My little Michelle broke her foot the other night. She fell off the bed when I turned over in my sleep and crashed onto the hardwood floor. The next night as I curled up in bed with her, I noticed a clinking sound in her right sock. Probing softly in the darkness, I could feel pieces of porcelain where her foot should be.
A broken right foot.
Just like me.
I bought the doll a few years ago at my therapist’s suggestion. She thought it would be good for me to have a tangible representation of my inner child. I balked at first. It just sounded so very cheesy, pop-psyche like. Something forty-five year old yuppies from San Marin wearing crystals do. But, I figured I would humor her. Show good faith on my part in getting better.
So, I headed for the Goodwill thrift store. After looking through the piles of plastic, cloth and rubber dolls on the shelves, I found a brown-haired doll with hands, feet and head made of porcelain but a body made of cloth. She was dressed in a velvet green pinafore over a black and white blouse with a lace ruffle collar. Little ivory cotton bloomers and socks. No shoes but she did have a display stand. And though her eyes were brown and mine are green, and her hair was far thicker than mine will ever be, she felt like what I’d imagine myself as a little girl would look like.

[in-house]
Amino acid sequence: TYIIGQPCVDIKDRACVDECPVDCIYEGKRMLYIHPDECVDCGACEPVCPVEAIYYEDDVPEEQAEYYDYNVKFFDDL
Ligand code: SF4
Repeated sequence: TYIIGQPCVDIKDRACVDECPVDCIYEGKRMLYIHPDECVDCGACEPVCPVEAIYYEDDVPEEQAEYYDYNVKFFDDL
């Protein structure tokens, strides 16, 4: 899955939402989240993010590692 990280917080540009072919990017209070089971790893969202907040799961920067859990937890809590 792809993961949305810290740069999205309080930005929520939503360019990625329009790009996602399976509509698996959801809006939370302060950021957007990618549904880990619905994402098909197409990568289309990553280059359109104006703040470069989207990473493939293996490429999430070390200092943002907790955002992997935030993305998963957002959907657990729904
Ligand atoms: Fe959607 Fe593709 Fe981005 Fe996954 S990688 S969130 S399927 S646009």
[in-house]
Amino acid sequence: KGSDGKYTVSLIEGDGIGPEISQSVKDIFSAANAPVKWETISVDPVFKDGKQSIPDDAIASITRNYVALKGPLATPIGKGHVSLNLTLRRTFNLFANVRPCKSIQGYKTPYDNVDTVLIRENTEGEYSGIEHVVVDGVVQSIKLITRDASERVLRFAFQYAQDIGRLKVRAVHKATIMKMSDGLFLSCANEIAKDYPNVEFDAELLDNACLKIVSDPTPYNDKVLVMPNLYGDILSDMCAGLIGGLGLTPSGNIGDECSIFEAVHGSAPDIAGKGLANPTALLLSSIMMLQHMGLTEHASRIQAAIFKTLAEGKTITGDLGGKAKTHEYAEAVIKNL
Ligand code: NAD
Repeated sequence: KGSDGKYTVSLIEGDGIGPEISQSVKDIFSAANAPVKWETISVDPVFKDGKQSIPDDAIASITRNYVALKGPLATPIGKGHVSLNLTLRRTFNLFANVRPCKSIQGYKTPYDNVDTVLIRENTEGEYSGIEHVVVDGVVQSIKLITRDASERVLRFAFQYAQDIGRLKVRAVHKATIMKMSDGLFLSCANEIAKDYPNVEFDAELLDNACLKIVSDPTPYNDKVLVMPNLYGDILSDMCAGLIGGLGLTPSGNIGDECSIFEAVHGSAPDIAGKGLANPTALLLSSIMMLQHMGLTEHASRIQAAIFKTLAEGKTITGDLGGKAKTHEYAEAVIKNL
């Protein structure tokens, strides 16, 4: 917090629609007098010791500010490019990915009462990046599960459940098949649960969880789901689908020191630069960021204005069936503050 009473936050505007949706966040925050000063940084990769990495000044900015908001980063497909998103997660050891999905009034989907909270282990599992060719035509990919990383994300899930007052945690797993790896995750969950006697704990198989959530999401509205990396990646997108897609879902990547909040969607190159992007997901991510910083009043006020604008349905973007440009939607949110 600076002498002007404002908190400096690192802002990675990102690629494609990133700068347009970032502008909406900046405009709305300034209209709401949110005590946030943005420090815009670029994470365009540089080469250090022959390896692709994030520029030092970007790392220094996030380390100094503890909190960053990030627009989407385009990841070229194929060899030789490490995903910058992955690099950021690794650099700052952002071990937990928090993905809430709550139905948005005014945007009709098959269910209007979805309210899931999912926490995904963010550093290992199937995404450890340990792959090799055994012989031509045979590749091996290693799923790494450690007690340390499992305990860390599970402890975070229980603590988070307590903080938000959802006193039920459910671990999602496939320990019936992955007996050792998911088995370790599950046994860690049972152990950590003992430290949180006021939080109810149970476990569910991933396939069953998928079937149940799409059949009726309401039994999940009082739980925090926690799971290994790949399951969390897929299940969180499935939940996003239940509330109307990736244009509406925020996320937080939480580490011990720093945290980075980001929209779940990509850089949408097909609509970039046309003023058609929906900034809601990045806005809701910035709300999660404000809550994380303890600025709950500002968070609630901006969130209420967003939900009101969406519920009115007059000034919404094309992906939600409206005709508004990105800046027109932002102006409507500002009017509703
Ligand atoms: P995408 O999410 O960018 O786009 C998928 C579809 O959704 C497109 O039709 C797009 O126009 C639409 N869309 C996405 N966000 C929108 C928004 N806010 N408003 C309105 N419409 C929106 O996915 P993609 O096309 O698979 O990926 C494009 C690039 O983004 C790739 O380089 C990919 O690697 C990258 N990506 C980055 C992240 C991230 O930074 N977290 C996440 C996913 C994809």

Once I got her home, I ditched the stand. Decided maybe her hair could use a comb. Before I knew it, I was sitting on the floor brushing and braiding her hair. Planning little clothes to make for her. Trying to figure out the best way to shod her feet.
And when those times have come when the sadness of the past has overwhelmed me, I have found it very comforting to hold her and rock her and stroke her hair. Of giving some part of me the affection and care I did not get.
It’s not that my parents where horrible people. They were flawed, but not evil. Young and unsure about what to do with a child they weren’t expecting.
Actually, I say parents with a plural, but it was really just my mom. At least, until she finally told my father about me when I was eighteen. They met at a party when they were nineteen and broke up before my mom realized she was pregnant with me. But she was in love with somebody else by the time she did realize and decided what my father didn’t know wouldn’t hurt him.